Monday 23 October 2017

Worldview pounces with 'deeply insulting' €8m Petroceltic offer

Petroceltic CEO Brian O'Cathain
Petroceltic CEO Brian O'Cathain
John Mulligan

John Mulligan

The board of Irish oil and gas firm Petroceltic is almost certain to urge shareholders to reject a knockdown €8.1m (£6.4m) takeover bid for the company made yesterday by its single biggest shareholder.

Analysts yesterday described as "deeply insulting" a 3p-per-share offer from Switzerland-based activist investor Worldview, which owns 29.6pc of Petroceltic.

Worldview and Petroceltic have been locked for well over a year in a bitter battle about the fate of the exploration firm, which is headed by chief executive Brian O'Cathain, inset.

Yesterday, Worldview, which is headed by Angelo Moskov, again blasted Petroceltic and claimed the company is now virtually worthless. Worldview said its Sunny Hill subsidiary was offering 3p per share only because it wanted to encourage Petroceltic shareholders to accept the offer. Shares in Petroceltic slumped to 10p in London from 18p.

"The directors of Sunny Hill believe that the value of the equity in Petroceltic is close to zero, given the parlous financial position of the company," Worldview said yesterday.

"However, as an incentive to Petroceltic shareholders to accept the offer, in order to allow Sunny Hill and Worldview to accelerate addressing the company's indebtedness issues, Sunny Hill is prepared to offer 3p in cash per Petroceltic share."

In late 2014, Dragon Oil pulled a £500m (€635m) takeover offer fo Petroceltic as oil prices plunged. Petroceltic has just under $218m (€199m) in debt under a senior bank facility, and has a rolling waiver on repayments until March 4. It's been engaged in talks with lenders, and management have been exploring a potential sale of the business since December.

That strategic review is continuing, with Petroceltic management having indicated that its lenders are prepared to consider further waivers as long as progress is being made.

A collapse in oil and gas prices hasn't helped Petroceltic's position, but it continues the development of its key asset, the Ain Tsila gas field in Algeria, in which it owns a 38.25pc stake. Gas is expected to start flowing from the field in 2017. Petroceltic expects Ain Tsila to produce about 2.1 trillion cubic feet of gas sales during its 30-year lifespan. Ai Tsila is about twice the size of the Corrib gas field off the west coast of Ireland.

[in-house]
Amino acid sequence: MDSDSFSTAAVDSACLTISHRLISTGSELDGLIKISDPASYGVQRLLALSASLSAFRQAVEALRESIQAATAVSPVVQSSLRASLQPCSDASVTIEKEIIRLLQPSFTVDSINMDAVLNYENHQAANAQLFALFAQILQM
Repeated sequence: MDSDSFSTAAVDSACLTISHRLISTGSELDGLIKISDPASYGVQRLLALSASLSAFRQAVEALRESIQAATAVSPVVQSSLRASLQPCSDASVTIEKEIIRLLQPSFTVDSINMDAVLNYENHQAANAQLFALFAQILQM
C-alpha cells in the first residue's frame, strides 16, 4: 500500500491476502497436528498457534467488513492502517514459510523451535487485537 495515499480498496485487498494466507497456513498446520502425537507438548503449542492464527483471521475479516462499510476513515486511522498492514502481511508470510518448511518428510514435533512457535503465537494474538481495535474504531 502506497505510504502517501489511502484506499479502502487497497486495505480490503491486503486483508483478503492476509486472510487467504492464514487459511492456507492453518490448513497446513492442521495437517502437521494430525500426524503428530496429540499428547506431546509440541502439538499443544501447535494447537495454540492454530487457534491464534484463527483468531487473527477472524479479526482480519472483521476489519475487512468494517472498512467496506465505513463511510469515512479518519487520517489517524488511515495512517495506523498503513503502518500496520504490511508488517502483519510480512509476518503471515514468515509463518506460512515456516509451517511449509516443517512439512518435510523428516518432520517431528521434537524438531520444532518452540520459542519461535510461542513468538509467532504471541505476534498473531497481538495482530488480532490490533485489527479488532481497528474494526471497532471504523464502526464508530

Petroceltic said yesterday that it will make a statement "in due course" and in the meantime urged its shareholders to take no action.

"We anticipate that shareholders will see this deal as deeply insulting as it is clear that the value of the Ain Tsila field is certainly far greater than 3p per share - even if sold in a firesale," said analyst Ashley Ketly at UK brokerage Cenkos.

He added that with Petroceltic's shares having been at 18p on Thursday, not many shareholders are likely to hand over value to Worldview.

He said that is somewhat ironic, "given that Worldview has been instrumental in destroying much of the value in Petroceltic".

Analyst David Round at BMO Capital has put a net asset value of 44p a share on Petroceltic.

"In our view, this [offer] materially undervalues Petroceltic's assets and future potential, even taking into consideration Petroceltic's distressed financial position and reduced bargaining power," he said. Worldview's Mr Moskov said that while Petroceltic's assets may arguably have long-term potential, if the right capital structure and management team were in place, that he believes the company requires significant restructuring and a revised strategic direction.

"Our offer provides Petroceltic shareholders with an all cash exit from a high risk, distressed investment, against the background of unprecedented uncertainty in the oil and gas sector," he said.

Worldview said a takeover of Petroceltic is dependent on valid acceptances in respect of 90pc of the exploration firm's shares being received.

Petroceltic chairman Robert Adair owns 19pc of the Irish firm.

Irish Independent

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